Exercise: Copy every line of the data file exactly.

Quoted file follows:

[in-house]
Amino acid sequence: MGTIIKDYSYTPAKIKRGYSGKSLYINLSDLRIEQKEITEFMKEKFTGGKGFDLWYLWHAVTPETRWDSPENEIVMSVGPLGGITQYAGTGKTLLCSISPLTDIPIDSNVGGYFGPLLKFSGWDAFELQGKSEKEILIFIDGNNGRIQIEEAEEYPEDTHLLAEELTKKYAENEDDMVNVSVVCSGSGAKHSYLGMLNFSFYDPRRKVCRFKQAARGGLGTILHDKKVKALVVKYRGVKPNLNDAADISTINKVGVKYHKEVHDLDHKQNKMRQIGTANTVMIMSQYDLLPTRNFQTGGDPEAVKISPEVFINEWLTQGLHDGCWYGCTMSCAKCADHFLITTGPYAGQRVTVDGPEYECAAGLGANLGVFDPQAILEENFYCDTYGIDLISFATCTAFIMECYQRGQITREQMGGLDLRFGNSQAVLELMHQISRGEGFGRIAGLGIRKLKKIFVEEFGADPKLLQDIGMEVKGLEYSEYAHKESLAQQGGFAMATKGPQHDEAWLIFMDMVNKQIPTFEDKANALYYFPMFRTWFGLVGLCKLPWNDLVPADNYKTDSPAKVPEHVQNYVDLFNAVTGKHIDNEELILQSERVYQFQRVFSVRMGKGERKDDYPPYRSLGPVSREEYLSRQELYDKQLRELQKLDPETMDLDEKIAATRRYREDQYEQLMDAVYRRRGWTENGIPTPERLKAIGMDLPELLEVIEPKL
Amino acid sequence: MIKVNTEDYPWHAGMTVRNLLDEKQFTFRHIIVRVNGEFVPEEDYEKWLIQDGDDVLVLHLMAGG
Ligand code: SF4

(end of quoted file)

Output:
[in-house]
Amino acid sequence: MGTIIKDYSYTPAKIKRGYSGKSLYINLSDLRIEQKEITEFMKEKFTGGKGFDLWYLWHAVTPETRWDSPENEIVMSVGPLGGITQYAGTGKTLLCSISPLTDIPIDSNVGGYFGPLLKFSGWDAFELQGKSEKEILIFIDGNNGRIQIEEAEEYPEDTHLLAEELTKKYAENEDDMVNVSVVCSGSGAKHSYLGMLNFSFYDPRRKVCRFKQAARGGLGTILHDKKVKALVVKYRGVKPNLNDAADISTINKVGVKYHKEVHDLDHKQNKMRQIGTANTVMIMSQYDLLPTRNFQTGGDPEAVKISPEVFINEWLTQGLHDGCWYGCTMSCAKCADHFLITTGPYAGQRVTVDGPEYECAAGLGANLGVFDPQAILEENFYCDTYGIDLISFATCTAFIMECYQRGQITREQMGGLDLRFGNSQAVLELMHQISRGEGFGRIAGLGIRKLKKIFVEEFGADPKLLQDIGMEVKGLEYSEYAHKESLAQQGGFAMATKGPQHDEAWLIFMDMVNKQIPTFEDKANALYYFPMFRTWFGLVGLCKLPWNDLVPADNYKTDSPAKVPEHVQNYVDLFNAVTGKHIDNEELILQSERVYQFQRVFSVRMGKGERKDDYPPYRSLGPVSREEYLSRQELYDKQLRELQKLDPETMDLDEKIAATRRYREDQYEQLMDAVYRRRGWTENGIPTPERLKAIGMDLPELLEVIEPKL
Amino acid sequence: MIKVNTEDYPWHAGMTVRNLLDEKQFTFRHIIVRVNGEFVPEEDYEKWLIQDGDDVLVLHLMAGG
Ligand code: SF4